Monday, February 20, 2006

NYT: Golden reads Jane Mayer online (Guantanamo)

One of the Pentagon's top civilian lawyers repeatedly challenged the Bush administration's policy on the coercive interrogation of terror suspects, arguing that such practices violated the law, verged on torture and could ultimately expose senior officials to prosecution, a newly disclosed document shows.
The lawyer, Alberto J. Mora, a political appointee who retired Dec. 31 after more than four years as general counsel of the Navy, was one of many dissenters inside the Pentagon. Senior uniformed lawyers in all the military services also objected sharply to the interrogation policy, according to internal documents declassified last year.
But Mr. Mora's campaign against what he viewed as an official policy of cruel treatment, detailed in a memorandum he wrote in July 2004 and recounted in an article in the Feb. 27 issue of The New Yorker magazine, made public yesterday, underscored again how contrary views were often brushed aside in administration debates on the subject.
"Even if one wanted to authorize the U.S. military to conduct coercive interrogations, as was the case in Guantanamo, how could one do so without profoundly altering its core values and character?" Mr. Mora asked the Pentagon's chief lawyer, William J. Haynes II, according to the memorandum.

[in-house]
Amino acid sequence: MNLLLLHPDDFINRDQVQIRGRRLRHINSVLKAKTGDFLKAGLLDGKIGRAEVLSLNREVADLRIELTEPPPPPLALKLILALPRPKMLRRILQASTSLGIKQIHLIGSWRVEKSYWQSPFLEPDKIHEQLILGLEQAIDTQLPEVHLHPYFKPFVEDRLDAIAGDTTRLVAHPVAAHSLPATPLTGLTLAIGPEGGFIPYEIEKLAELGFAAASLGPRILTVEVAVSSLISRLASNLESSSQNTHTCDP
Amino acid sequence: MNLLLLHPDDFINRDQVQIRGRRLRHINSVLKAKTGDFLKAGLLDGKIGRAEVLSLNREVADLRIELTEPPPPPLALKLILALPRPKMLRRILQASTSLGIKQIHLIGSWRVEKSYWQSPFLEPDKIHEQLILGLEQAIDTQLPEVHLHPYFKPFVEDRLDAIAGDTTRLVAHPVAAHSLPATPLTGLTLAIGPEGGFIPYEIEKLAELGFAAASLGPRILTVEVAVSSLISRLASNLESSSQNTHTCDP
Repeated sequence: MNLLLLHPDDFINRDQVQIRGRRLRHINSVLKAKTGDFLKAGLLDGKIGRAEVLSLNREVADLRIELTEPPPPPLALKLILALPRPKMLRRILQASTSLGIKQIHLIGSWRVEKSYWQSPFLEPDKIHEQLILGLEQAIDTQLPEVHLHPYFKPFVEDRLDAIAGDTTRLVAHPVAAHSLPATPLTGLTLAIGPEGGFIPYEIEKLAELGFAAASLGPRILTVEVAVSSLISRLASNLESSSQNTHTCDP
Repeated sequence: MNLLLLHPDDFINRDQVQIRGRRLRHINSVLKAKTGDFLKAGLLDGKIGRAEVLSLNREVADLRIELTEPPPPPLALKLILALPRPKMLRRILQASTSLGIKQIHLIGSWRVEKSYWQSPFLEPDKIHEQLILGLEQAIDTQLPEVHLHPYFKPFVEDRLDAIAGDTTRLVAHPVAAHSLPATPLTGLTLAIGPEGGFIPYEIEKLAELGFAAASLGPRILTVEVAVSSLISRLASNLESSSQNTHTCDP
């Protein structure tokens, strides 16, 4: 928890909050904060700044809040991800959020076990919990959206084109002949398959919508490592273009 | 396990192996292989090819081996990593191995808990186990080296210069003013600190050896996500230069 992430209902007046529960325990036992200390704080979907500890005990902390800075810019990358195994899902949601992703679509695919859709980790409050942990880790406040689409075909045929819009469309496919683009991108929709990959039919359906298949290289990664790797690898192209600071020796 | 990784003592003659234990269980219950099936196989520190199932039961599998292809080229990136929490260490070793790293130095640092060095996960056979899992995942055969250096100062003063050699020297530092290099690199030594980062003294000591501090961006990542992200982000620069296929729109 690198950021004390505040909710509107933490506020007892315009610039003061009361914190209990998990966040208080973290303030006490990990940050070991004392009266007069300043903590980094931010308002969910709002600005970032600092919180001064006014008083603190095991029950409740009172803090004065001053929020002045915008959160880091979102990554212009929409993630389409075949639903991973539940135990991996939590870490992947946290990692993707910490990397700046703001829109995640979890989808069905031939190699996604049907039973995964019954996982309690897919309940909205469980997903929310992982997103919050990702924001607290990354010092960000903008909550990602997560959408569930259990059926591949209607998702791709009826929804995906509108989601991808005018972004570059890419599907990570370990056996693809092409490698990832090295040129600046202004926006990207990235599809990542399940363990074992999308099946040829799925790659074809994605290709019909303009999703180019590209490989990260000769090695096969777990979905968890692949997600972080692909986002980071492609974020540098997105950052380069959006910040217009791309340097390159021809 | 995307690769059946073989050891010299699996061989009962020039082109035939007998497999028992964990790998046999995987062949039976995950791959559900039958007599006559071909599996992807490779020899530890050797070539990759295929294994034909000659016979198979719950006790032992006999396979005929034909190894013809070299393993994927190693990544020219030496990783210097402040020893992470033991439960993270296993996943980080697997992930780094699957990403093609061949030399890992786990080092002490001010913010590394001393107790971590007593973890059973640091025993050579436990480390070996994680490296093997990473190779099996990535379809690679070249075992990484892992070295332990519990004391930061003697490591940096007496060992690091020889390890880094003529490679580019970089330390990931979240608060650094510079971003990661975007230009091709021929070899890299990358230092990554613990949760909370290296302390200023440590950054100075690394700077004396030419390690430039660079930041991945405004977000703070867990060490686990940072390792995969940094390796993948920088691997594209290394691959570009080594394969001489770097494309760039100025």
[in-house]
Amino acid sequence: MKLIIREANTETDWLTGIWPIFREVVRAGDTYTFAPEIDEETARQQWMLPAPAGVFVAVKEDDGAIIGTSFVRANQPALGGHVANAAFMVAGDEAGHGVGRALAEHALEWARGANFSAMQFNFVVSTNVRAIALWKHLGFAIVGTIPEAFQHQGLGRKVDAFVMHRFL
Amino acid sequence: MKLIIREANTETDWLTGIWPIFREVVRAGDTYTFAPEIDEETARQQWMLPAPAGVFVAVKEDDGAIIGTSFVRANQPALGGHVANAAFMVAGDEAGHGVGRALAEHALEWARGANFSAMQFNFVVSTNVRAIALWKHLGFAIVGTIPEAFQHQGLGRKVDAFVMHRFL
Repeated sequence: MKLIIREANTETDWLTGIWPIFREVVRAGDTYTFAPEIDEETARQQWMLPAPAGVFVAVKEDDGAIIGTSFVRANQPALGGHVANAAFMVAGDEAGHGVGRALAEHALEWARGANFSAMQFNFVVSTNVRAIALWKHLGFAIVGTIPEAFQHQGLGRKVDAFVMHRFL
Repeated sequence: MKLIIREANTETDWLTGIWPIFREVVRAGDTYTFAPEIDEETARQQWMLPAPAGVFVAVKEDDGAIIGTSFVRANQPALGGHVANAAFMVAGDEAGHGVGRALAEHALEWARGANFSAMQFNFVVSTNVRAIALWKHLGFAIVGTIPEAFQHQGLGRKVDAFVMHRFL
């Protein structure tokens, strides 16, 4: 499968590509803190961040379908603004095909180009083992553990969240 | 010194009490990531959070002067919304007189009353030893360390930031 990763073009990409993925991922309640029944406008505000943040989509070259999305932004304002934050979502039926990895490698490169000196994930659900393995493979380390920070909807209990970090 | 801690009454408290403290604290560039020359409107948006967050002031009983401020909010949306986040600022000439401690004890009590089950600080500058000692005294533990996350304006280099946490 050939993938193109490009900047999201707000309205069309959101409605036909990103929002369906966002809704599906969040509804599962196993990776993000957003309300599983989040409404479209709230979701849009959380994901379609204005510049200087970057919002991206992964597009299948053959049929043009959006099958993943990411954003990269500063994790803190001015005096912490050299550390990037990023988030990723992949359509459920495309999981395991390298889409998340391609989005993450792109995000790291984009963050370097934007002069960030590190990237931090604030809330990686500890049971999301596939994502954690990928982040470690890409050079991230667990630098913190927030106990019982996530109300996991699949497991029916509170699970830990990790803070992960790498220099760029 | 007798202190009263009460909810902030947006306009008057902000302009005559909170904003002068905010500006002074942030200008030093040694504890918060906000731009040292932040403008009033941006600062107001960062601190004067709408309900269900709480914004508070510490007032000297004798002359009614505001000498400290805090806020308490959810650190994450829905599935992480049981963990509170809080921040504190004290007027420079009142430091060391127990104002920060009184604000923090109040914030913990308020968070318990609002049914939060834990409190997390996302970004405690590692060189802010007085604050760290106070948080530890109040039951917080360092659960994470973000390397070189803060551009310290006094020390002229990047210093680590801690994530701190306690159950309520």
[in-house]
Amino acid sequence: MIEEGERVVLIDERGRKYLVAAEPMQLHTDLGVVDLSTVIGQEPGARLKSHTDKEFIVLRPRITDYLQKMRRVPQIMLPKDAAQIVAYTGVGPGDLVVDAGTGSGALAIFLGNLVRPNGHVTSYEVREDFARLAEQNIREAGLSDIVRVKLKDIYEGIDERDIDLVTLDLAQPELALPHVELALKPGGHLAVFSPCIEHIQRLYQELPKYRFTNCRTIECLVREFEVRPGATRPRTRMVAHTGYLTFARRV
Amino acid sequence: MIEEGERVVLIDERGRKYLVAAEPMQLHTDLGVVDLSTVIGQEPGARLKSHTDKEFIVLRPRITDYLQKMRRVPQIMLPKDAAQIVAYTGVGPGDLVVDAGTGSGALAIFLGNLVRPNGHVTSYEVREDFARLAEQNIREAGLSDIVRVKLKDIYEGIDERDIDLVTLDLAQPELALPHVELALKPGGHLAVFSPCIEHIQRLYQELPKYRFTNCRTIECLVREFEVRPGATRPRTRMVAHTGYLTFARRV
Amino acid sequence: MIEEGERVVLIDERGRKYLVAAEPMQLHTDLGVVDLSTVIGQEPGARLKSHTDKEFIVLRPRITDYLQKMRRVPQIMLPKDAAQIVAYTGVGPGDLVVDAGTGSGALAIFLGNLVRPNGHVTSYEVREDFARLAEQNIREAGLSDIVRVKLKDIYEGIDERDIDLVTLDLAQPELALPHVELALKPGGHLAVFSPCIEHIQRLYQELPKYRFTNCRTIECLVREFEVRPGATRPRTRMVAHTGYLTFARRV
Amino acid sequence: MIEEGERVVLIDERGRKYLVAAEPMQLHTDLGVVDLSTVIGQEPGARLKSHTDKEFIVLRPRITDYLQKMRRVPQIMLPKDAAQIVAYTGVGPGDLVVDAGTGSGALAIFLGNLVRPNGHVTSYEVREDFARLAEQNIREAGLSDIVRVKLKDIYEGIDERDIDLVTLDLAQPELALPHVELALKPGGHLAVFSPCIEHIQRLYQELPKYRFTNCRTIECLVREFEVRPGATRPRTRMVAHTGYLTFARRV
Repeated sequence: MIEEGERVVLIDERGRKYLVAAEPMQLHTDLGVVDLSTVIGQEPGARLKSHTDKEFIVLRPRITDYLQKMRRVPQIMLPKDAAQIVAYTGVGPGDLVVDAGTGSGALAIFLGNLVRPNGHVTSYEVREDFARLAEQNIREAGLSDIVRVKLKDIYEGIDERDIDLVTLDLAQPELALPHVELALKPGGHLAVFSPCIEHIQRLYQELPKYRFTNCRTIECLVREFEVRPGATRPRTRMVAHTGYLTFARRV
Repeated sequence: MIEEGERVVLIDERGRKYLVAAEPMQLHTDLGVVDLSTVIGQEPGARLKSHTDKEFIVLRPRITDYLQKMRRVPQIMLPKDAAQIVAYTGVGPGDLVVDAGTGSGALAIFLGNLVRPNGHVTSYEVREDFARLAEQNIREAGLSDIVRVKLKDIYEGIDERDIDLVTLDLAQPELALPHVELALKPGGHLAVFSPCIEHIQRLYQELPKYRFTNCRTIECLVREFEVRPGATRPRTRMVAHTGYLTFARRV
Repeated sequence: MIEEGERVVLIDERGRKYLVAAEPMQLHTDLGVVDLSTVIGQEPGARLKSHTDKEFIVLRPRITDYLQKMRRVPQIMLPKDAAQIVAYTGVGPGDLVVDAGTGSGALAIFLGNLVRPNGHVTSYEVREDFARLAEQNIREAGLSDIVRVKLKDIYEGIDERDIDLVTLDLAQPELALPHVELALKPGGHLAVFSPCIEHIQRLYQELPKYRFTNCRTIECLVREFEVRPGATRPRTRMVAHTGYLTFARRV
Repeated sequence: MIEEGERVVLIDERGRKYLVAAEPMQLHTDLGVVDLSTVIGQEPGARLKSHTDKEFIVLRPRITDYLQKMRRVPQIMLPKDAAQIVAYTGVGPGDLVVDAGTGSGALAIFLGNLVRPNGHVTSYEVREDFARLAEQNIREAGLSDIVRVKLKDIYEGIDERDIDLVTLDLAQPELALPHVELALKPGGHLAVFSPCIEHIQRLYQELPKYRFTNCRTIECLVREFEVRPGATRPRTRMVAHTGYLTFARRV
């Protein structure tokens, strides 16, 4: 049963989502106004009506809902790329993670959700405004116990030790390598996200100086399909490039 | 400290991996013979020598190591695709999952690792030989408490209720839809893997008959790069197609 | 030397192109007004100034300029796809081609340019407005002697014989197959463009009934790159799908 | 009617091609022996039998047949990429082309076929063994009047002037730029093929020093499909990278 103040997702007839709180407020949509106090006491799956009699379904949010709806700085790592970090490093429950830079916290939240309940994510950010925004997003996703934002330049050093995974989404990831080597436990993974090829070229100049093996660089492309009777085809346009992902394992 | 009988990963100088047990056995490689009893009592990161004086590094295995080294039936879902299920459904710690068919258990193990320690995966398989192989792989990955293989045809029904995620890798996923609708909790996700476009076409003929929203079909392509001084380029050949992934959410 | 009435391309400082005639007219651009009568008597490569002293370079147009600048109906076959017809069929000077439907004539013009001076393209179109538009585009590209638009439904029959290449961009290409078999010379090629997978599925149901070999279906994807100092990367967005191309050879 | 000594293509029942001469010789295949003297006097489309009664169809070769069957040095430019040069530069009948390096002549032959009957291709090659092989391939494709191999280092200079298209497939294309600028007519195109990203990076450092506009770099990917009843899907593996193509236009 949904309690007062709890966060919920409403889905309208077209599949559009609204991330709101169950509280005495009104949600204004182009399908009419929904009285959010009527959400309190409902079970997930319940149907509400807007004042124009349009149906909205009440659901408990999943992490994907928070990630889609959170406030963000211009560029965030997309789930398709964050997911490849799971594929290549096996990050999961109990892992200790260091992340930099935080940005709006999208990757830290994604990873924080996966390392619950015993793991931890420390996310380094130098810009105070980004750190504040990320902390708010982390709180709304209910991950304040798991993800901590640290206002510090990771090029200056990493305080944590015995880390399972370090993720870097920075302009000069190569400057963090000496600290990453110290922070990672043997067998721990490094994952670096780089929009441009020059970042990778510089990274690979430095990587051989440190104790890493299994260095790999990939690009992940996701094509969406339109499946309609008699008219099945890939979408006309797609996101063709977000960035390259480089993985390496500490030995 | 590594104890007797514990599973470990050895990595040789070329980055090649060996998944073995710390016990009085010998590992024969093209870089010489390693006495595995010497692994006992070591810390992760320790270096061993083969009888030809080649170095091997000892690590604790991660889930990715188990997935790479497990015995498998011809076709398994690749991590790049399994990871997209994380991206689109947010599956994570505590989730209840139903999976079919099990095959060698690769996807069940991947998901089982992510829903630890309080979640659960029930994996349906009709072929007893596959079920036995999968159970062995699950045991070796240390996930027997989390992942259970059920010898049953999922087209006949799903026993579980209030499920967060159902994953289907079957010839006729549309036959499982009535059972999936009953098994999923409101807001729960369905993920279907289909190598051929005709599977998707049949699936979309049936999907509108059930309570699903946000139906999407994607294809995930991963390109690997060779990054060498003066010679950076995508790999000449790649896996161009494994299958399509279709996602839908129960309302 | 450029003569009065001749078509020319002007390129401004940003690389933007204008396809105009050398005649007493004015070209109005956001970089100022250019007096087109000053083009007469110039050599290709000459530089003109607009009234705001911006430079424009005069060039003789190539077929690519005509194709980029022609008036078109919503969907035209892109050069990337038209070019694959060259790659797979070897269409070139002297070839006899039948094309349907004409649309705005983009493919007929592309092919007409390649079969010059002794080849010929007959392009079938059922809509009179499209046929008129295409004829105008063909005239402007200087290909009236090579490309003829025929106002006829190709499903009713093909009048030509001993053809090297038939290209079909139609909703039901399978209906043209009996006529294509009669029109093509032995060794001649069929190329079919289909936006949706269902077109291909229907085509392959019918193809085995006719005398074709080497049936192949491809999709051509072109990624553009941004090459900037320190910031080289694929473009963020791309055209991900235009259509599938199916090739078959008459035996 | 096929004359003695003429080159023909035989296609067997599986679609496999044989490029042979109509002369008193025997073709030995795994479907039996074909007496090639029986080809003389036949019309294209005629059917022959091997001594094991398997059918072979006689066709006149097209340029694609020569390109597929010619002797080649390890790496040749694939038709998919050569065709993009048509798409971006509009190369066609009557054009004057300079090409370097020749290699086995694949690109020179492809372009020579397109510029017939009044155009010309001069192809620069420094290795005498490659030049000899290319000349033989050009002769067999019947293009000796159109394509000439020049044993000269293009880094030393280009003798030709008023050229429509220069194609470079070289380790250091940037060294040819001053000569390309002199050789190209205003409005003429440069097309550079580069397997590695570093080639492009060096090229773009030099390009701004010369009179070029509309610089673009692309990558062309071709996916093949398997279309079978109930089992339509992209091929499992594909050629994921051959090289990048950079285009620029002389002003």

The above is from Tim Golden's "Senior Lawyer at Pentagon Broke Ranks on Detainees" in this morning's New York Times. The New Yorker article? (Yes, Golden's summarizing another publication.) Did it write itself? No, but once again, the Times thinks Jane Mayer is The New Yorker. (See Feb. 19, 2005's "New York Times breaks shocking industry story: Jane Mayer is the New Yorker!"-- they just don't like mentioning her by name. Maybe it's because she used to write with Jill? I have no idea.)

From Mayer's "THE MEMO: How an internal effort to ban the abuse and torture of detainees was thwarted:"

Back in Haynes's office, on the third floor of the Pentagon, there was a stack of papers chronicling a private battle that Mora had waged against Haynes and other top Administration officials, challenging their tactics in fighting terrorism. Some of the documents are classified and, despite repeated requests from members of the Senate Armed Services Committee and the Senate Judiciary Committee, have not been released. One document, which is marked "secret" but is not classified, is a twenty-two-page memo written by Mora. It shows that three years ago Mora tried to halt what he saw as a disastrous and unlawful policy of authorizing cruelty toward terror suspects.